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Weight Loss Scams

Weight loss scams are absolutely everywhere, promising miraculous results with little or no effort at all – but how do you tell the fact from fiction?

Enter a weight loss related search term into a search engine and check out the ads that accompany your search results.

Now, there are some that are advertising genuine and valuable aids to weight loss. However, there are many more that are false, misleading and in some cases downright lies!

But how do you evaluate the claims made in the ads for the products that the advertisers are selling?

Rule of thumb? Anything that looks too good to be true probably – almost certainly – is!

There’s big money to be made from the 60% of Americans, Brits…well people in almost any developed country, that are overweight or obese. And the manufacturers of the products and those that retail them know it.

So…

How do You Spot the Weight Loss Scams ?

The sad truth is that despite increasingly tight regulation, advertising making unsubstantiated claims of ‘miracle’ weight loss are becoming more and more widespread.

Whilst regulatory bodies continue to crack down and fine the perpetrators and educate consumers, more and more products hit the market.

In an effort to protect consumers, regulatory bodies like the Federal Trade Commission (FTC) in the US and the Office for Fair Trading (OFT) in the UK have produced some guidelines.

If you come across ads or products making any of the following claims, the odds are pretty good on them being weight loss scams:

#1. Weight loss claims of more than 2lbs a week

You’ve seen the claims, “Lose 30lbs in 30 days”. Whilst it’s possible to lose more than 2lbs in the first week or so of a diet, a weekly weight loss in excess of that is not sustainable.

1-2lbs is the maximum healthy weight loss recommended by all reputable health bodies

#2. Significant weight loss without diet or exercise

Impossible, reducing the amount of calories you eat and increasing the number you burn through exercise are the only ways to healthy weight loss

#3. Eat whatever you like and still lose weight

Again impossible. You won’t lose weight without eating fewer calories than your body burns.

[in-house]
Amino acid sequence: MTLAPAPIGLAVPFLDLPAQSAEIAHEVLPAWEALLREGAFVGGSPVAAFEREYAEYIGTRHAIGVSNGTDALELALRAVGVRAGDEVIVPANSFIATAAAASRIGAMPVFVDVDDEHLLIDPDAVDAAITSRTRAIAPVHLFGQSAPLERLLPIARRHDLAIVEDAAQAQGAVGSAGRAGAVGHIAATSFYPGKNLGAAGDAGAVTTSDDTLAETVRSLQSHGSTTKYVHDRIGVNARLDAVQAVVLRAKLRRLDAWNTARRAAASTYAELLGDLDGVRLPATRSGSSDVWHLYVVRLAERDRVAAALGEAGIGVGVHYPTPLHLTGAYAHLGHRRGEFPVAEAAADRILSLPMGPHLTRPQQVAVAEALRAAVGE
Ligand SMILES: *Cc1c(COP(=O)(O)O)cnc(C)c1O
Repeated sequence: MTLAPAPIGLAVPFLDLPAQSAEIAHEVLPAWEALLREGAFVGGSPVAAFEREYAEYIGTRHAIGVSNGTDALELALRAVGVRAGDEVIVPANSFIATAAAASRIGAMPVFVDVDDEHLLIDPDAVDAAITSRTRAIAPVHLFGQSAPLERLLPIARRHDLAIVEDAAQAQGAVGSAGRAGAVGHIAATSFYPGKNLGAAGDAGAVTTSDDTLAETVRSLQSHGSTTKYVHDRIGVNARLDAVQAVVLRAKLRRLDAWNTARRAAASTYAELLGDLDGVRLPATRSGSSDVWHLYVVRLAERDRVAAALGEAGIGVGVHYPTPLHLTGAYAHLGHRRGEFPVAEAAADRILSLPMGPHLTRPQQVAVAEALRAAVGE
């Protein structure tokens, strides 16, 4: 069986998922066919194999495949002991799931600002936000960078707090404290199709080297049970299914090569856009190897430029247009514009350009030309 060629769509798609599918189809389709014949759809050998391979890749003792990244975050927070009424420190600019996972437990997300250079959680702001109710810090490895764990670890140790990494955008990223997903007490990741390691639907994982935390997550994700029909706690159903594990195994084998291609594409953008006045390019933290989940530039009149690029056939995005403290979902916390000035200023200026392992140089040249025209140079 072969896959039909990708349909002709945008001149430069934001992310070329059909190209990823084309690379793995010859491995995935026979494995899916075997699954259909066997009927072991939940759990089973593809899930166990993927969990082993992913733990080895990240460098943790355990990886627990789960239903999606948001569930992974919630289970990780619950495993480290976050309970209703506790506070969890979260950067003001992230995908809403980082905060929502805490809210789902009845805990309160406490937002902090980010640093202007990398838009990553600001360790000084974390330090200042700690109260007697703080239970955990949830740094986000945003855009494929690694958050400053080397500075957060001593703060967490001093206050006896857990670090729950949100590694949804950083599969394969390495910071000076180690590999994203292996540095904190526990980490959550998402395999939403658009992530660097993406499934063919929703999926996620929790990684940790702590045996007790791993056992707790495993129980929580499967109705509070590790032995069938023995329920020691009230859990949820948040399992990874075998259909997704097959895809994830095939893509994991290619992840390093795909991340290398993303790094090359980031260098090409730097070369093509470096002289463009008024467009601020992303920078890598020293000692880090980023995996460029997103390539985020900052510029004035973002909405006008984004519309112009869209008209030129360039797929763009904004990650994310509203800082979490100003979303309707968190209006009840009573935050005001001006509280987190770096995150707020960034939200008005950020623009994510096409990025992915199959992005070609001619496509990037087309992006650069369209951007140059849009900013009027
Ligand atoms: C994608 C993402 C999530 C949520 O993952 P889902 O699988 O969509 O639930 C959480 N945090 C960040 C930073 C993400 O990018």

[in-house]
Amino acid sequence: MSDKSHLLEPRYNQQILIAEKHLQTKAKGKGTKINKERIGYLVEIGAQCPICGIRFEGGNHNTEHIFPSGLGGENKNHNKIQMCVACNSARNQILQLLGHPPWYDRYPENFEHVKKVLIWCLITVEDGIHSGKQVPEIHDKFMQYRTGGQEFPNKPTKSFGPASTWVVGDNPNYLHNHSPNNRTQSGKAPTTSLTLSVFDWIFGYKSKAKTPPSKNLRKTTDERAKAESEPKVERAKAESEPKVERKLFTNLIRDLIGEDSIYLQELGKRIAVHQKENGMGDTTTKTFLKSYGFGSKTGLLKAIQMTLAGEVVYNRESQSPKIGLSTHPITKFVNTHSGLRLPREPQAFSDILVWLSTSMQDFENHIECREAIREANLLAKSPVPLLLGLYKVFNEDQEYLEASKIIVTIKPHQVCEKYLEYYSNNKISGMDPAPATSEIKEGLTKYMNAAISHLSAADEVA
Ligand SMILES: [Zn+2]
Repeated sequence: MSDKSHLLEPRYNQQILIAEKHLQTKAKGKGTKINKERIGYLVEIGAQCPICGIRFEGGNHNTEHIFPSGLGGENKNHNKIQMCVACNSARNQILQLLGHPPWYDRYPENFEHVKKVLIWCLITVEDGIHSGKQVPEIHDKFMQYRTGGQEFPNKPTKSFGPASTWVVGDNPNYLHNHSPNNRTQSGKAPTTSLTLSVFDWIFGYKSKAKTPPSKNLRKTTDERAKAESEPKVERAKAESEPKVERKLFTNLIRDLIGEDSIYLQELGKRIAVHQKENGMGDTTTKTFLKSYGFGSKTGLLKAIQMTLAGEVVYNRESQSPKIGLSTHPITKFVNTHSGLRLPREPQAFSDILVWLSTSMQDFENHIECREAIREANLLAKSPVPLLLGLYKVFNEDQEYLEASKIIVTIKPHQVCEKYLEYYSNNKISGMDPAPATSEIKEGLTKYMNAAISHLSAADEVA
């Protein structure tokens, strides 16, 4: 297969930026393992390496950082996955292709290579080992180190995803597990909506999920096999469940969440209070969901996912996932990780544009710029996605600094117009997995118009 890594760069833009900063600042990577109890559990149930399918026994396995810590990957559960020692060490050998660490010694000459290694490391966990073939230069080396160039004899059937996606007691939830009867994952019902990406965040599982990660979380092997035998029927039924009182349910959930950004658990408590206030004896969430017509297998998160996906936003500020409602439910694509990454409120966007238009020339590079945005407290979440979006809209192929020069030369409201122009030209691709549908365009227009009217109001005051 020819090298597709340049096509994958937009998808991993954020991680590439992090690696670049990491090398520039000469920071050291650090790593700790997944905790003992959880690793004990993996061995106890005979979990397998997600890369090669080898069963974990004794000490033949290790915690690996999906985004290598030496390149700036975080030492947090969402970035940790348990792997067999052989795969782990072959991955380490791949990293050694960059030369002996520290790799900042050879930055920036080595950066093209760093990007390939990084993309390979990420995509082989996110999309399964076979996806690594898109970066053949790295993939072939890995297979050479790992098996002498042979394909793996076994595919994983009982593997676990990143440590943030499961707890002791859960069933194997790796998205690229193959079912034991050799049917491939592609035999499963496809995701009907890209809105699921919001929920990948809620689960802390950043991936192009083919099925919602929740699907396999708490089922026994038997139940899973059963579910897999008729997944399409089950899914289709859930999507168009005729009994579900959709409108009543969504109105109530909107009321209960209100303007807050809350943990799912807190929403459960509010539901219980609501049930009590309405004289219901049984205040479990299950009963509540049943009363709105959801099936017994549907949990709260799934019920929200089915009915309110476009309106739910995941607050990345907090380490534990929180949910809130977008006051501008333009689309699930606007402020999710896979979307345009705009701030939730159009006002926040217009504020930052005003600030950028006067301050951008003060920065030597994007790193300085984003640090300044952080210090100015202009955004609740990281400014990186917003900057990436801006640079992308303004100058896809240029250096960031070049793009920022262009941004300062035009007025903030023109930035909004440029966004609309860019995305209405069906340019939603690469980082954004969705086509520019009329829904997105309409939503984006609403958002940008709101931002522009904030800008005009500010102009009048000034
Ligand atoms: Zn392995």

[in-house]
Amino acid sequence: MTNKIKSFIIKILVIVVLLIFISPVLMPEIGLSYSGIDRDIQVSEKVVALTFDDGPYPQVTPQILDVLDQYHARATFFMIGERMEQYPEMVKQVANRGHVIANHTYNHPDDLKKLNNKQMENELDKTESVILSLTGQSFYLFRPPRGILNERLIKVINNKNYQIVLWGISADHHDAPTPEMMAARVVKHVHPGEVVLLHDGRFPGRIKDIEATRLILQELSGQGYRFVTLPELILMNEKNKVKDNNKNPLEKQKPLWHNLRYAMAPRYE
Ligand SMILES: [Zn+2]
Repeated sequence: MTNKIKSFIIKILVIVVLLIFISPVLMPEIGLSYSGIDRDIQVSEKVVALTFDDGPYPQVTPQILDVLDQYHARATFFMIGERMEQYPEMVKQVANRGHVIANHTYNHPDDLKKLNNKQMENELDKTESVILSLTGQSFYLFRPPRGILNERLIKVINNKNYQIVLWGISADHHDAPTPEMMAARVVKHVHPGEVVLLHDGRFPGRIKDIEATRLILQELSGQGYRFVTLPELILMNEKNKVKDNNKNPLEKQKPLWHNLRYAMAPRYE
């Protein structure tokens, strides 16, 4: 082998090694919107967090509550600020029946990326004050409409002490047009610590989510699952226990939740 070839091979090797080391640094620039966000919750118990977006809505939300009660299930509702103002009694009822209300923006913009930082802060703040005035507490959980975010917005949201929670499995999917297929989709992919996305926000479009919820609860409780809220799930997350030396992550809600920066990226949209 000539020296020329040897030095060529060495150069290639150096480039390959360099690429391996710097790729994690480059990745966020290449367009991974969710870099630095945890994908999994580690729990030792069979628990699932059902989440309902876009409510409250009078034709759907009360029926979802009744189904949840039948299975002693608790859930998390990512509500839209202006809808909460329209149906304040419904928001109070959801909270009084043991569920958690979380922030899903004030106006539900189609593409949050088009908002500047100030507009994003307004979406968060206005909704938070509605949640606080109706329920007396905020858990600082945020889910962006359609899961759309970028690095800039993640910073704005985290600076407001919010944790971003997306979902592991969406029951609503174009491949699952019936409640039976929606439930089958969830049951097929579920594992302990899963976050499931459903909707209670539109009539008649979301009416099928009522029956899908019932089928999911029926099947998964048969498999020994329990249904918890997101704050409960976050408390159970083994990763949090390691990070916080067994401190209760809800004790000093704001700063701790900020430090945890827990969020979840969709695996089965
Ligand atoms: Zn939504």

Switching to a balanced diet with the optimum proportion of foods from the major food groups is essential

#4. Causes permanent weight loss, even once you stop taking the product

No product will deliver that. Only a healthy diet, exercise and a change of attitude, behavior and lifestyle will deliver permanent weight loss.

#5. Anyone will lose weight using this product

There’s no one-size-fits-all approach to weight loss. People are different and what works for one person, is just as likely to not work for the next one.

#6. Claims that a product will block fat, carbs or calories resulting in significant weight loss

The only fat blocker for which there is a scientific evidence base to support its efficacy is Xenical (Orlistat), a licensed, prescription only drug.

#7. Anything that you put on or rub on your skin that is claimed to cause significant weight loss

There is no substance known to man that will “melt fat” and lead to any substantial weight loss.

A reduction of 500 calories a day is necessary to lose a pound a week. Do you really think a patch or cream will burn anywhere near that many calories a day?

So, What Sort of Products Should I Watch Out For…?

Where do we start!

we’re not going to name specific brands or products, but anything that makes any of the seven claims listed above is a candidate for a weight loss scam.

Examples include:

  • Most slimming pills
  • Fat burners
  • Fat/carb/calorie blockers
  • Supplements that claim to significantly raise your metabolic rate
  • Weight loss and diet patches
  • Weight loss and diet teas
  • Lotions, potions, creams, wraps and rubs
  • Now, that’s not to say that there aren’t some supplements on the market that can aid weight loss when used with a healthy diet and exercise. It’s just that the diet and exercise will most probably be responsible for most of the weight lost!

    Check out our page on healthy weight loss supplements for more information on what does and doesn’t work.

    You may also find the FTC website useful for finding out more about the Red Flag Campaign and Operation Big Fat Lie.

    The OFT website is also a good source of information on how to spot weight loss scams.

    So, just as the old snake oil salesmen in the Wild West duped many a consumer looking for a solution to their problems, the weight loss scam merchants are hard at work conning desperate dieters out of their hard earned cash.

    Overweight and obese people are often vulnerable and understandably looking for a quick fix to their weight problems. Weight loss scams, however, do not provide the answer.

    Steer well clear of the dubious claims and follow the time served routes for a new shape – a healthy diet and exercise.

    You’ll save yourself both the money and disappointment and may actually get the results you’re looking for.

    About Jesmin Nira

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